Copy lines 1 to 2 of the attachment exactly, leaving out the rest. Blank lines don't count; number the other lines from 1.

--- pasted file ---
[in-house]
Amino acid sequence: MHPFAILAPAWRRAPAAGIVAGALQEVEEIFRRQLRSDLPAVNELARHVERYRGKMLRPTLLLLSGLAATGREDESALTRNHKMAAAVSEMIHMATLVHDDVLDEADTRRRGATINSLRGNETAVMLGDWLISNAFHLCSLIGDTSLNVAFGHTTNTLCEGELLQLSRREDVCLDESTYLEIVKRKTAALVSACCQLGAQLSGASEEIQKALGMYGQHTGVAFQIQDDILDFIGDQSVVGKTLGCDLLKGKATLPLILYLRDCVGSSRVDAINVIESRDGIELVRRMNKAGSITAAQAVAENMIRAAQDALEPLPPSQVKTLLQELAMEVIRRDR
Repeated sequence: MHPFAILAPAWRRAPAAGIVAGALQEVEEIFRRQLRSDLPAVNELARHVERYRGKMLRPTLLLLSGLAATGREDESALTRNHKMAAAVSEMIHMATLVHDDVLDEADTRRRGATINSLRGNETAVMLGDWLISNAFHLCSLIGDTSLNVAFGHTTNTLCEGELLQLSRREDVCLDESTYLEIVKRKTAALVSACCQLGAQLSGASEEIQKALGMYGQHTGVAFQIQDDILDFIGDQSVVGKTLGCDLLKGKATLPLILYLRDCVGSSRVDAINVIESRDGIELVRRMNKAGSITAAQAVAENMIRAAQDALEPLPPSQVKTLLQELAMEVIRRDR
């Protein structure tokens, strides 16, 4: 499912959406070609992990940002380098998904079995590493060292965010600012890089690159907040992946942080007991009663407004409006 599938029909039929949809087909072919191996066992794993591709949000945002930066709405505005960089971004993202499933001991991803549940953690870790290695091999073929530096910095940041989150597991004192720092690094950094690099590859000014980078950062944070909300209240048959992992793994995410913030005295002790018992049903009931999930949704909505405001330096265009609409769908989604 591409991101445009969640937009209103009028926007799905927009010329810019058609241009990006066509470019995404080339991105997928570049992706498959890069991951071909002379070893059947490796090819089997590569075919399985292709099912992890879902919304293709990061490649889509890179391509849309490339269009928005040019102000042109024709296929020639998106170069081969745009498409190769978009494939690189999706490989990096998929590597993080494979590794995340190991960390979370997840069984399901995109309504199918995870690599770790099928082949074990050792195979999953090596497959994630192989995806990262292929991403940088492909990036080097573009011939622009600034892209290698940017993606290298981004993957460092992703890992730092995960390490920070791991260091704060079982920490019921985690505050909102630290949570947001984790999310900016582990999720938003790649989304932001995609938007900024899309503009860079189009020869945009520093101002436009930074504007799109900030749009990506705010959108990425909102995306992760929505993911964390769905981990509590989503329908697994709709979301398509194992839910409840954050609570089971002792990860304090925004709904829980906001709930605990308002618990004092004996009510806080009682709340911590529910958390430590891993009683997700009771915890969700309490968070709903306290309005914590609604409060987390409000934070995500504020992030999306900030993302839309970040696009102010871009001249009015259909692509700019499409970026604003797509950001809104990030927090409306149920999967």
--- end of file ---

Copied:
[in-house]
Amino acid sequence: MHPFAILAPAWRRAPAAGIVAGALQEVEEIFRRQLRSDLPAVNELARHVERYRGKMLRPTLLLLSGLAATGREDESALTRNHKMAAAVSEMIHMATLVHDDVLDEADTRRRGATINSLRGNETAVMLGDWLISNAFHLCSLIGDTSLNVAFGHTTNTLCEGELLQLSRREDVCLDESTYLEIVKRKTAALVSACCQLGAQLSGASEEIQKALGMYGQHTGVAFQIQDDILDFIGDQSVVGKTLGCDLLKGKATLPLILYLRDCVGSSRVDAINVIESRDGIELVRRMNKAGSITAAQAVAENMIRAAQDALEPLPPSQVKTLLQELAMEVIRRDR